At the end of the 1998 season, Barry Bonds had a career split of .290/.411/.556. He was the only player in Major League history to have 400 home runs and 400 stolen bases. He had won three Most Valuable Player Awards and eight Gold Gloves. He had 100 wins above
At the end of the 1998 season, Barry Bonds had a career split of .290/.411/.556. He was the only player in Major League history to have 400 home runs and 400 stolen bases. He had won three Most Valuable Player Awards and eight Gold Gloves. He had 100 wins above replacement. He was the greatest all-around player in the game since Willie Mays. Bonds was 33 years old.
At the end of the 1996 season, Roger Clemens was 192-111 with a 144 ERA+. To compare, Sandy Koufax was 165-76 with a 131 ERA+. Clemens had won three Cy Young Awards and an MVP Award. He was a four-time ERA champion, three-time strikeout leader and he led his league in fielding independent pitching six times. His 56.1 wins above average was already more than Bob Gibson or Steve Carlton managed in their entire careers. It was roughly the sum of Jim Bunning and Don Drysdale. Clemens was 33 years old.
I don't say that to make the argument, in the popular retelling of the story, that Bonds and Clemens were both sure Hall of Famers before they were believed to have started using performance-enhancing drugs. That's certainly true. But I wonder if it is beside the point.
• Hall of Fame coverage
Best I can tell, roughly half of baseball fans believe that PED users from those days before drug testing should never go to the Hall of Fame. And roughly half the fans believe the best of them should. There are many polls that show many different percentages -- we really need Nate Silver to break them down -- but a rough 50-50 split seems to match up to my experience.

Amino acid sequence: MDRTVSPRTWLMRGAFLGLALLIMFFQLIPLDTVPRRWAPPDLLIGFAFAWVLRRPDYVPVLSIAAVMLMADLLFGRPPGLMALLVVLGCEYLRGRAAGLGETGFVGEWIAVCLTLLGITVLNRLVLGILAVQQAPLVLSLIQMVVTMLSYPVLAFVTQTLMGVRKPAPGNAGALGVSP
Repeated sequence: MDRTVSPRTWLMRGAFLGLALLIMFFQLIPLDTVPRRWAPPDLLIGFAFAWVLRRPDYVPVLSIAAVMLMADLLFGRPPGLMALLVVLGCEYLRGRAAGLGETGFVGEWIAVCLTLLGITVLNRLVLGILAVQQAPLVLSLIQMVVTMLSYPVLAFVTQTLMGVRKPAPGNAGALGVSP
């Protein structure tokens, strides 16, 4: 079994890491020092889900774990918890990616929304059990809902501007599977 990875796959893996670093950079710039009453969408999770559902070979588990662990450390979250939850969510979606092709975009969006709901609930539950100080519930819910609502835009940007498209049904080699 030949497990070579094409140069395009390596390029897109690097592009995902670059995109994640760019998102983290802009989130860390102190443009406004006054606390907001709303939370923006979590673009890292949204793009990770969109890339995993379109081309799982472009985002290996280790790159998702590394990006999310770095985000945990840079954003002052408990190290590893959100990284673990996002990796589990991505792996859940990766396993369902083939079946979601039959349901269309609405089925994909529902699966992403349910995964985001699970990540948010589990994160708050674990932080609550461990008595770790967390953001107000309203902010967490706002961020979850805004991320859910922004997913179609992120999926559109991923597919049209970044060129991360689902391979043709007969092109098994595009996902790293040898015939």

The feelings are equally raw on both sides. If as a voter you choose to vote for Clemens and Bonds, as I do, you are guaranteed to get hammered by extreme outrage as people will tell you that cheaters should never be allowed in the Hall, and to vote for them is to support crime, and that you must be a terrible parent, and they want you to know they will never visit the Hall of Fame again if Bonds or Clemens get elected.
Then again, if as a voter you choose to not vote for Clemens and Bonds, you are guaranteed to get hammered by extreme outrage as people will tell you that you know nothing about baseball, and you are a self-righteous jerk, and you are a hypocrite because you've already voted for cheaters, and they want you to know they will never visit the Hall of Fame again because two of the greatest players ever are not even in the place.
These arguments are so tired and static that they are not even arguments anymore. Arguments suggest that there can be some movement, that there is middle ground to be found. There's no middle ground here.
There have been attempts to find middle ground. It has been pointed out that the Hall of Fame has cheaters in it. It has been pointed out that the Hall of Fame has numerous players who specifically used illegal drugs like amphetamines to enhance their play. It has been pointed out that it's very likely that there are players in the Hall of Fame who used steroids.